What to do if a car repair service company destroyed my car?

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What to do if a car repair service company destroyed my car?

Company installed new radiator. They test drove and car died in their possession. They claimed I needed new battery. Purchased it. They claim 22 point inspection (including oil). 12 hours later, the piston rod blew through the motor. Cause must be no oil in car. Had oil when I brought to them. Car worked fine. 64K on on car. What recourse do I have to reclaim loss of property, time without vehicle and proceed with legal action (I do not expect them to admit fault)? They need their insurance to determine root cause. Then I can do independent investigation. Interim, I have no vehicle!

Asked on November 26, 2011 under General Practice, Massachusetts

Answers:

SJZ, Member, New York Bar / FreeAdvice Contributing Attorney

Answered 9 years ago | Contributor

If you believe they damaged or destroyed your car, you can submit a claim to them for the value of the car and other out-of-pocket costs you have incurred (e.g. renting replacement vehicle). They may or may not take the claim seriously; they may or may not submit to their insurer; their insurer may or may not investigate; if they investigate, they may or many not pay. They would not be required to share the results of their investigation with you. In short, while there is no harm in submitting a claim, you can't make them act on it--for example, you can't make their insurance "determine root cause" for you.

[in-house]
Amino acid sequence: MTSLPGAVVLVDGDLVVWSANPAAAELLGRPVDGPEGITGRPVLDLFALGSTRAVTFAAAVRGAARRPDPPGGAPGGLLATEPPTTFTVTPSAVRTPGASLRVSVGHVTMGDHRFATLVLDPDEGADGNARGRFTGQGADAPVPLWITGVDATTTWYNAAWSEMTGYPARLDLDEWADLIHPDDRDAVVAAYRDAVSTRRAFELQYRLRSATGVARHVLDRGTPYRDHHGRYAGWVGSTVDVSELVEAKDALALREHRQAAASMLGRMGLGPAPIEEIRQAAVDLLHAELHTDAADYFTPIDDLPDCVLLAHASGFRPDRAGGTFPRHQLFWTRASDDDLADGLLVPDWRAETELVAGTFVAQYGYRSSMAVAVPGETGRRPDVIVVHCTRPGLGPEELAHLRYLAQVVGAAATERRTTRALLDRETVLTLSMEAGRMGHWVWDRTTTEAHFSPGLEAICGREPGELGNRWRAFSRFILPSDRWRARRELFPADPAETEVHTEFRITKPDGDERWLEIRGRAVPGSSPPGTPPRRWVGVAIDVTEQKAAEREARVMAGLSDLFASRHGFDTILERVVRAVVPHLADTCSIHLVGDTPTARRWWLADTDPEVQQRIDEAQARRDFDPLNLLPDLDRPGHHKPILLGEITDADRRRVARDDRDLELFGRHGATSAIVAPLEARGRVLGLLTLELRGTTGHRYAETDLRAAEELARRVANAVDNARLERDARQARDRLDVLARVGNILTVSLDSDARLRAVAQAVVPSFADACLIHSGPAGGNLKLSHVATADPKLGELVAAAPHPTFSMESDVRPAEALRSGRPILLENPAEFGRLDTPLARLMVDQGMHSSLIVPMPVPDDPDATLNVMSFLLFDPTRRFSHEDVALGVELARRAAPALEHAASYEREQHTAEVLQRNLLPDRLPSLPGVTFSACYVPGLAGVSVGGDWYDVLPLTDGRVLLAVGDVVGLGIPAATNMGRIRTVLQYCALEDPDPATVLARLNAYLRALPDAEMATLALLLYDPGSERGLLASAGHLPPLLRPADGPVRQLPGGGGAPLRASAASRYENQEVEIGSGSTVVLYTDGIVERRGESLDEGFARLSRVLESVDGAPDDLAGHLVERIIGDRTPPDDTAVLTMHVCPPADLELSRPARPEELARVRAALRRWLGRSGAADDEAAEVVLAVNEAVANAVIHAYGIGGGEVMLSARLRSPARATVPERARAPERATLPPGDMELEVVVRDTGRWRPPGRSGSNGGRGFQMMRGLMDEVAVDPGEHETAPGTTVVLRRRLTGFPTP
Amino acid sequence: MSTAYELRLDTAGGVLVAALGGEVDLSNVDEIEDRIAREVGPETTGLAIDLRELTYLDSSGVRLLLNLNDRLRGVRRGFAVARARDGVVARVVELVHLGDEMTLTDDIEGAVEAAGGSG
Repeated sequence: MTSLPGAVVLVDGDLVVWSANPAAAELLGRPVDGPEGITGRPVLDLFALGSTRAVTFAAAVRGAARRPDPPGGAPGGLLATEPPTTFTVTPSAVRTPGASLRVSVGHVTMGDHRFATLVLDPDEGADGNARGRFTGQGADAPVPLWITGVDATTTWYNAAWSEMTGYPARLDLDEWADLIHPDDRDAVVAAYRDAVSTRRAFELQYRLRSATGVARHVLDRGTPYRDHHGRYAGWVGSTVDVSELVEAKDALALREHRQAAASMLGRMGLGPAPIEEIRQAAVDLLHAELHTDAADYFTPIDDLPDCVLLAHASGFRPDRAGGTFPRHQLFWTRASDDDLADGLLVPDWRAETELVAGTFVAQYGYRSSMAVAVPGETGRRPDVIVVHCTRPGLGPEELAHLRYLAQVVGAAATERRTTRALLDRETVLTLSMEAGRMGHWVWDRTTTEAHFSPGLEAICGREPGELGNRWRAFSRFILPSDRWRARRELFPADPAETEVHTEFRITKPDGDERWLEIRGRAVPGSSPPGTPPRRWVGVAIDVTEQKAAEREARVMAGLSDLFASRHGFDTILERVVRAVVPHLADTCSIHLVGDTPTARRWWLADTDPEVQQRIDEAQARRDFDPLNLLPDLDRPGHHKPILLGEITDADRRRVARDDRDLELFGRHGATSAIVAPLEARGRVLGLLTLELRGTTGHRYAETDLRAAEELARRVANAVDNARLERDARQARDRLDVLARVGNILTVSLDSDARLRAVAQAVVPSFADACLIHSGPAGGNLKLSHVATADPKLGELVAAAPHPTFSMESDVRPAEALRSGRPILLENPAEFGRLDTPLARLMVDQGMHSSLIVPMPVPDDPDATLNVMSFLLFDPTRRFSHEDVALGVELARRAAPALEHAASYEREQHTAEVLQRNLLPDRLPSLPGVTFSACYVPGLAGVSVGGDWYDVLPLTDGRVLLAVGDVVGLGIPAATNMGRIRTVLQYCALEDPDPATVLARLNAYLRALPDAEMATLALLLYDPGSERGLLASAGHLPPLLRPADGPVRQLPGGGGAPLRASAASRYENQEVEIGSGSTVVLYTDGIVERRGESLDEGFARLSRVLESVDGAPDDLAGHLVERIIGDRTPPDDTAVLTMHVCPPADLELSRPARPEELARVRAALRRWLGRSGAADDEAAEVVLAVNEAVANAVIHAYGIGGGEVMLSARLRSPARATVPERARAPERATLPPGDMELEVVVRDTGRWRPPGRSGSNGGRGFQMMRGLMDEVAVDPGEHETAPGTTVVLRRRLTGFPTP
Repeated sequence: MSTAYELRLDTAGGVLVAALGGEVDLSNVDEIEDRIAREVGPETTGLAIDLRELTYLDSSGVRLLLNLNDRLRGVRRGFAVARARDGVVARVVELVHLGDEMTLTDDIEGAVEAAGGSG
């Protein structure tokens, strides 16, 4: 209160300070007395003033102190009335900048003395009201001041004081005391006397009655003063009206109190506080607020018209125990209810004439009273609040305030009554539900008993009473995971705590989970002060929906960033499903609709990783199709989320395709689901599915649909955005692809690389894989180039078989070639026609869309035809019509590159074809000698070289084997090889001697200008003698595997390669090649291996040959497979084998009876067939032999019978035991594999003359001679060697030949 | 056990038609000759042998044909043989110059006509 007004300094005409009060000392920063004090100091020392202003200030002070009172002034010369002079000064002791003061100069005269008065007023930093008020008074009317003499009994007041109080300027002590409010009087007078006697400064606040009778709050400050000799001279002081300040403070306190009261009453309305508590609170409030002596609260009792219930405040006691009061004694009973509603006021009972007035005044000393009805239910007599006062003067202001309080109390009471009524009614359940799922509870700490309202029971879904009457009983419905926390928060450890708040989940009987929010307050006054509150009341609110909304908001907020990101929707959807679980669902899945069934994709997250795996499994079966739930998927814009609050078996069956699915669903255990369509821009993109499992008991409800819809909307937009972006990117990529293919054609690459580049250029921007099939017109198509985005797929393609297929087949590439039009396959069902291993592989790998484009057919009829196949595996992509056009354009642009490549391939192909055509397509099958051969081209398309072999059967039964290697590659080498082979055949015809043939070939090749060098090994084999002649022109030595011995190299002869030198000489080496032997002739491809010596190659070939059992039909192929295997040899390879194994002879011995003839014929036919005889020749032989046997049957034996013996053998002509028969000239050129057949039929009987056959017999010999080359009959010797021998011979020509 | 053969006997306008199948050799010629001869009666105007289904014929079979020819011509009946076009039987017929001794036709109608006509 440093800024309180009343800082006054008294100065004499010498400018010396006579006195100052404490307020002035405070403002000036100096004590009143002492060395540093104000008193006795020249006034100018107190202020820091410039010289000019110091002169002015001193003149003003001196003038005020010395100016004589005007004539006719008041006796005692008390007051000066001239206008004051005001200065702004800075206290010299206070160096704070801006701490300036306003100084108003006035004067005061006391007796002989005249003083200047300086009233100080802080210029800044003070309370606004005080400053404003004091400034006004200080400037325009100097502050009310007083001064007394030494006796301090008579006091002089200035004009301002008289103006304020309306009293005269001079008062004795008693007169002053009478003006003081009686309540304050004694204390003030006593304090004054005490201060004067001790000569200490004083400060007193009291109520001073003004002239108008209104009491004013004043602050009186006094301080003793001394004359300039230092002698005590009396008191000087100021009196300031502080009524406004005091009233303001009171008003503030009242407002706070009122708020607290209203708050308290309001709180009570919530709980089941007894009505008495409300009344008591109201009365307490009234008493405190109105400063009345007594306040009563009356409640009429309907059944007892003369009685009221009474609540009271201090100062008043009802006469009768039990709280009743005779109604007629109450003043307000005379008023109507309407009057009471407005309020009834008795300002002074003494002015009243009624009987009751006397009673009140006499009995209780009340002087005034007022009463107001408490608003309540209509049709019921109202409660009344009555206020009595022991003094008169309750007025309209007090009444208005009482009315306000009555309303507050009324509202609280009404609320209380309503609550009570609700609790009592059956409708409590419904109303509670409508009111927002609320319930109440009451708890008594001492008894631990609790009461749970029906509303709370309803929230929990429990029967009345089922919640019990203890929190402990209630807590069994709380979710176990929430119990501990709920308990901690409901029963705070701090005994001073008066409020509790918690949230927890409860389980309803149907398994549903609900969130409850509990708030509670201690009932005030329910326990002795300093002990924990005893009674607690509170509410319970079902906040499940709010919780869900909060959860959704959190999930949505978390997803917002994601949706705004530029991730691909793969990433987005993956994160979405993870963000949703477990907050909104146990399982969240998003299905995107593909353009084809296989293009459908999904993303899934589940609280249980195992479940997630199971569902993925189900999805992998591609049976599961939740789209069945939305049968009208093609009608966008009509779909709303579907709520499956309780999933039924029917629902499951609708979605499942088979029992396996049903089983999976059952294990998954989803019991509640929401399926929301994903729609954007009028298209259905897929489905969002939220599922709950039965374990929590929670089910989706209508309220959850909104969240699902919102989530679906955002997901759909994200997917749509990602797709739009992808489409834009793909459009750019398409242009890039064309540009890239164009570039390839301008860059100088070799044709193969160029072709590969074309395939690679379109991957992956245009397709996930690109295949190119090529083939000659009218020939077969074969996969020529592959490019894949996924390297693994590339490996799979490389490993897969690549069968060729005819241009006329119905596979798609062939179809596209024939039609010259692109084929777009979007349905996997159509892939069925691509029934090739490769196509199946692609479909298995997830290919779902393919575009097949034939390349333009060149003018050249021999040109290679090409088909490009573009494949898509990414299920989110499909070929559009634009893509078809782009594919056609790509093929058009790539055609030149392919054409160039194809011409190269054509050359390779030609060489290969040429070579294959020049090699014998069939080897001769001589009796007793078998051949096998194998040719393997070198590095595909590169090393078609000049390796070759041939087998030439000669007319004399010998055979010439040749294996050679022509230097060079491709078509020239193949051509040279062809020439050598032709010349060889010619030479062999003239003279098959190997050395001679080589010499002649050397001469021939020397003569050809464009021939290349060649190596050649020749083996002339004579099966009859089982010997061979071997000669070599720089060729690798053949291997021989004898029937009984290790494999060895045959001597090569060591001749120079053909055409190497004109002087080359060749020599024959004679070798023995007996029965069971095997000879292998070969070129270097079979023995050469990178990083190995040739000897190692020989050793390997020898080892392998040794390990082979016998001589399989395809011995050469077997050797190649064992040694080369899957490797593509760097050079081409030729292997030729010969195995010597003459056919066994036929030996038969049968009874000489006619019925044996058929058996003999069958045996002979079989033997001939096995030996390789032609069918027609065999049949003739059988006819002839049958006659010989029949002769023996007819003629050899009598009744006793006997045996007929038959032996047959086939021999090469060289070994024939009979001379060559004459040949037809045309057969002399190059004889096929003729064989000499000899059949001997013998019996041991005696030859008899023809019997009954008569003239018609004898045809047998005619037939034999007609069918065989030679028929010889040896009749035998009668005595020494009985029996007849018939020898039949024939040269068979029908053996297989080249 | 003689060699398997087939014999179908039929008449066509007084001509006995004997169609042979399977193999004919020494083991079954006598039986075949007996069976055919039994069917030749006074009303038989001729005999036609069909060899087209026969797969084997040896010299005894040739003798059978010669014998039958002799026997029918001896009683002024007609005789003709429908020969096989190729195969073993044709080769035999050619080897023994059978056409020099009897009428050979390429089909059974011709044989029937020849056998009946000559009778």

The only way to seek compensation if the service company or its insurer will not voluntarily pay you would be to sue and prove in court that they damaged or destroyed your car. You would have the ability to get testimony and records from them, but would also have to provide your own evidence. You would only win if you can prove your case by a "preponderance of the evidence," or show that it is more likely than not that they caused the damage. Since winning is not a given, and the amount you can recover is commensurate with your vehicle's value, for an older vehicle, it may not be worthwhile.


IMPORTANT NOTICE: The Answer(s) provided above are for general information only. The attorney providing the answer was not serving as the attorney for the person submitting the question or in any attorney-client relationship with such person. Laws may vary from state to state, and sometimes change. Tiny variations in the facts, or a fact not set forth in a question, often can change a legal outcome or an attorney's conclusion. Although AttorneyPages.com has verified the attorney was admitted to practice law in at least one jurisdiction, he or she may not be authorized to practice law in the jurisdiction referred to in the question, nor is he or she necessarily experienced in the area of the law involved. Unlike the information in the Answer(s) above, upon which you should NOT rely, for personal advice you can rely upon we suggest you retain an attorney to represent you.

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